A woman who used the name Yui at the event said: “I’m job-hunting now. I want to know if my life plan is feasible, based on the benefits companies offer.” The 21-year-old college junior said, “I want to find a future partner who I can talk to about anything.”
Women involved in running the event shared their experiences.
“If you have a cesarean section, you have to wait for a while for the next delivery. I didn’t know that,” one said. Another said, “Pregnancy and childbirth may temporarily halt your career, but it’ll give something good for your life.”
The young participants listened intently to the opinions of older generations.
According to the Japan Society for Reproductive Medicine, the best age for a woman to become pregnant and give birth is in her 20s, taking into account her physical development and the risk of ailments. It is desirable to give birth to a first child by one’s mid-30s at the latest.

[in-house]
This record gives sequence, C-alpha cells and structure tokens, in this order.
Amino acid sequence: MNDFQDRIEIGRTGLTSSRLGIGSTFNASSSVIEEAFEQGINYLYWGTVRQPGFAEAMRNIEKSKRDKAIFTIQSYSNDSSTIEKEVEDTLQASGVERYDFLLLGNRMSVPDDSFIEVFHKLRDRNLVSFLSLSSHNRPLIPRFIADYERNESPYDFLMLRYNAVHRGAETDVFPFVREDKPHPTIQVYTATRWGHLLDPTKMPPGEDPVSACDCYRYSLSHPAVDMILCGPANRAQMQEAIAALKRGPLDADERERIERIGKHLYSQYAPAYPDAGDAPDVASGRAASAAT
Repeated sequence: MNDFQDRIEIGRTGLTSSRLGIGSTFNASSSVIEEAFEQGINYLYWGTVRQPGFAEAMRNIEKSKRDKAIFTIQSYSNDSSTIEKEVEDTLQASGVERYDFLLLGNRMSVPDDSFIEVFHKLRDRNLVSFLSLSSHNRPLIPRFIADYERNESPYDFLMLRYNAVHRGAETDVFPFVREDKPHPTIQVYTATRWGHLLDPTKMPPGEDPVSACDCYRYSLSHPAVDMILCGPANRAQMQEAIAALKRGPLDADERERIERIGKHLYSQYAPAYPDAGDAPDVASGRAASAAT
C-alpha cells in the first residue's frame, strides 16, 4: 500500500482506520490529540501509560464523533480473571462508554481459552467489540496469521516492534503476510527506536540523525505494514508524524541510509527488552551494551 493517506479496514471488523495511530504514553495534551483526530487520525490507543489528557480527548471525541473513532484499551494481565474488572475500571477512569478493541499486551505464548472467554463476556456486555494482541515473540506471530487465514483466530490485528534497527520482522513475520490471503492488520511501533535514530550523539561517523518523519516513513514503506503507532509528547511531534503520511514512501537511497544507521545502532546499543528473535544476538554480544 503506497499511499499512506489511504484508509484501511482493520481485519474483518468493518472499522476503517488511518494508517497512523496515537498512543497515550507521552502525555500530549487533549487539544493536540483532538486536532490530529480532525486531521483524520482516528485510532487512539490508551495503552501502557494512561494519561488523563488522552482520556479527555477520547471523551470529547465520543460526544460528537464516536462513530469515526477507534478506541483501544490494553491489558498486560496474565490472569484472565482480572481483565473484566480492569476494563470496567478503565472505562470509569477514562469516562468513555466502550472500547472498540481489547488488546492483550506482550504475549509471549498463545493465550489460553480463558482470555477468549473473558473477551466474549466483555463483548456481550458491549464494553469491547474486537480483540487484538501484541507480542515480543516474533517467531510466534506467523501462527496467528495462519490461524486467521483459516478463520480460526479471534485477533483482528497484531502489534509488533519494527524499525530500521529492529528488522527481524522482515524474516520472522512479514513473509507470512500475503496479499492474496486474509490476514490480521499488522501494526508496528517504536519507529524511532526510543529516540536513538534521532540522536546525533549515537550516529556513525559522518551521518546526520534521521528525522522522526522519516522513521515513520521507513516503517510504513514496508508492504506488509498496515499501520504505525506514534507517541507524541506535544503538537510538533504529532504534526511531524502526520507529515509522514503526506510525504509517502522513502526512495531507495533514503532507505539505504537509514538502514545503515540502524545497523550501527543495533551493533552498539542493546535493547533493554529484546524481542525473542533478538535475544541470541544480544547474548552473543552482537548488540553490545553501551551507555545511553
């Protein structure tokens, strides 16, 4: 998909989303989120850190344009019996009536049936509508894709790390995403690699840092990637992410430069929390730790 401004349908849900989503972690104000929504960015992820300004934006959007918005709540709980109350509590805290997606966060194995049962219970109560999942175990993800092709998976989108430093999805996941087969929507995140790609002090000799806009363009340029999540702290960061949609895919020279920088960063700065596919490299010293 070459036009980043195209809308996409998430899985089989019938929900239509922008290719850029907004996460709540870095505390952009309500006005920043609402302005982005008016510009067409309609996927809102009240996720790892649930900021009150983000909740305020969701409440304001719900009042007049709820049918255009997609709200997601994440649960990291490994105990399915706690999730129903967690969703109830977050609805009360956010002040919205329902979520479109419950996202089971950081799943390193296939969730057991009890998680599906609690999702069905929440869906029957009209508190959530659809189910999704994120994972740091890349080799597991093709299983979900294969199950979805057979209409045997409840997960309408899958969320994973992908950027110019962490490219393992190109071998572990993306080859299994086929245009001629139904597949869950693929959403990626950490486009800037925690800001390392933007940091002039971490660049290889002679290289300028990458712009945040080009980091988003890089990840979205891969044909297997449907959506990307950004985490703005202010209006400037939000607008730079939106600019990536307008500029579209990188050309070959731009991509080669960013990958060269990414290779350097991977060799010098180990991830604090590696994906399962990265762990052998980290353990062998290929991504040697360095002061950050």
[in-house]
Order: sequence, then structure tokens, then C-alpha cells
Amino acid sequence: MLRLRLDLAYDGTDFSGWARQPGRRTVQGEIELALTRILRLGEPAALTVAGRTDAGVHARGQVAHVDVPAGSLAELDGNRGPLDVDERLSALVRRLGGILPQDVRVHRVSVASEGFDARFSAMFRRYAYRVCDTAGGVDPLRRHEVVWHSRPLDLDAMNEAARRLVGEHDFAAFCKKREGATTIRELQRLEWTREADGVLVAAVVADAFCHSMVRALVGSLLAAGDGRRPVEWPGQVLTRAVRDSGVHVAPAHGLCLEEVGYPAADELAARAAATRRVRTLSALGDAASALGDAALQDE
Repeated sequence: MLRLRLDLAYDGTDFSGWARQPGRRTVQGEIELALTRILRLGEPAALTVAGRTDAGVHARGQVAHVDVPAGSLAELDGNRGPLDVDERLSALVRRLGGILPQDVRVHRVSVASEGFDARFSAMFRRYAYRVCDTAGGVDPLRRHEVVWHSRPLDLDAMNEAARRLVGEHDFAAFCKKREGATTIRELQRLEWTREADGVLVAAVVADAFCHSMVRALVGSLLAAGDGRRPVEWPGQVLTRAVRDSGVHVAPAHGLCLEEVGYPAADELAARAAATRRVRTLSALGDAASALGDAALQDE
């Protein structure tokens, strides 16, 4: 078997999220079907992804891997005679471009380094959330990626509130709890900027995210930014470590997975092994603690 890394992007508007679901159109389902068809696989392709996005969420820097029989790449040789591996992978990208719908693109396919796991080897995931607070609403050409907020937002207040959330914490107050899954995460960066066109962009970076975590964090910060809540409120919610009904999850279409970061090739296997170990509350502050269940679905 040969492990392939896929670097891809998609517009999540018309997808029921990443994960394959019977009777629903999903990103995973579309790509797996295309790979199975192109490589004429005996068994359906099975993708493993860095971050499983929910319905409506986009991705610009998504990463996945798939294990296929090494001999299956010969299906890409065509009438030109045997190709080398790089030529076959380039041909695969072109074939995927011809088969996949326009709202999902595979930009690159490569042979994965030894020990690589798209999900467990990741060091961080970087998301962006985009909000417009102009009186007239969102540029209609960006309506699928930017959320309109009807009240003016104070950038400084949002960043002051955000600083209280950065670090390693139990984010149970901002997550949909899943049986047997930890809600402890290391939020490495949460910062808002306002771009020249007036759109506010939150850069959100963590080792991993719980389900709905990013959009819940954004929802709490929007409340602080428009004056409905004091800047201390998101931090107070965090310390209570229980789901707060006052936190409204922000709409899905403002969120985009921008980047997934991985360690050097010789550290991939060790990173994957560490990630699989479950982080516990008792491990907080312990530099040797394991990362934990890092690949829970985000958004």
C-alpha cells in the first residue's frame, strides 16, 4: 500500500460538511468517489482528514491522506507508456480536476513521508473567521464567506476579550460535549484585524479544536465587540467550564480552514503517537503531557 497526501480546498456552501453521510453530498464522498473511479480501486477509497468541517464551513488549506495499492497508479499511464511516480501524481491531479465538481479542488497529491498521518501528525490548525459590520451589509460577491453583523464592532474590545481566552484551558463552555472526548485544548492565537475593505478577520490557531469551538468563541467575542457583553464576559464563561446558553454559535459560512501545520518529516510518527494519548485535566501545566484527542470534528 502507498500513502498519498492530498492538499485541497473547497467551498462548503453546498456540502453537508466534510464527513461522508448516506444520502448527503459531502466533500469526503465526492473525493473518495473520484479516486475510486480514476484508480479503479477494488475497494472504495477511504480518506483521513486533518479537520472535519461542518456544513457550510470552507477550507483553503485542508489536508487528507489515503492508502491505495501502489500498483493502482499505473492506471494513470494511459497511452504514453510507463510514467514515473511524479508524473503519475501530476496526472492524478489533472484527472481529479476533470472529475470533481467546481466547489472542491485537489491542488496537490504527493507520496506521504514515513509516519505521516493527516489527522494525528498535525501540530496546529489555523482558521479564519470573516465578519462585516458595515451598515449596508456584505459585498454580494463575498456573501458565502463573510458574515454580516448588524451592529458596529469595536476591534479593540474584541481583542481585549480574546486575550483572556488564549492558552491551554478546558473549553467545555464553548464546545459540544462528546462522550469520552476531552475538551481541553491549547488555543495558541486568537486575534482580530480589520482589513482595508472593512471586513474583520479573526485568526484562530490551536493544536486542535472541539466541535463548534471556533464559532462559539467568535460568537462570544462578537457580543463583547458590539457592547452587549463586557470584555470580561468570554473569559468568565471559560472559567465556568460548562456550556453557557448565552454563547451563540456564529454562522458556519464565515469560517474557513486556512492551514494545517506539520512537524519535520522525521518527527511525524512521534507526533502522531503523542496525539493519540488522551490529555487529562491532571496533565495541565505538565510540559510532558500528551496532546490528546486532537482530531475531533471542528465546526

Based on the suggested age, individual planning is important, considering various factors such as if a woman goes to school or works as well as her marital status.
Since fiscal 2022, fertility treatment has been covered by public insurance in Japan. However, the number of treatments covered by insurance decreases with age, and women 43 and older are not covered.
However, women often pass the age at which they can easily conceive, amid a busy life, work and other activities. The older they get, the lower the chance of becoming pregnant and the higher the danger of a miscarriage.
Akiko Sakajo, a professor at Musashino University, teaches at several universities about the importance of preconception care. She emphasizes that pregnancy and childbirth are the individual decision of each couple or individual, and teaches people about the mechanism of pregnancy and how to prepare for it.
Sakajo said, “I want to prevent women from having to give up on their desire to have children due to age or other factors.”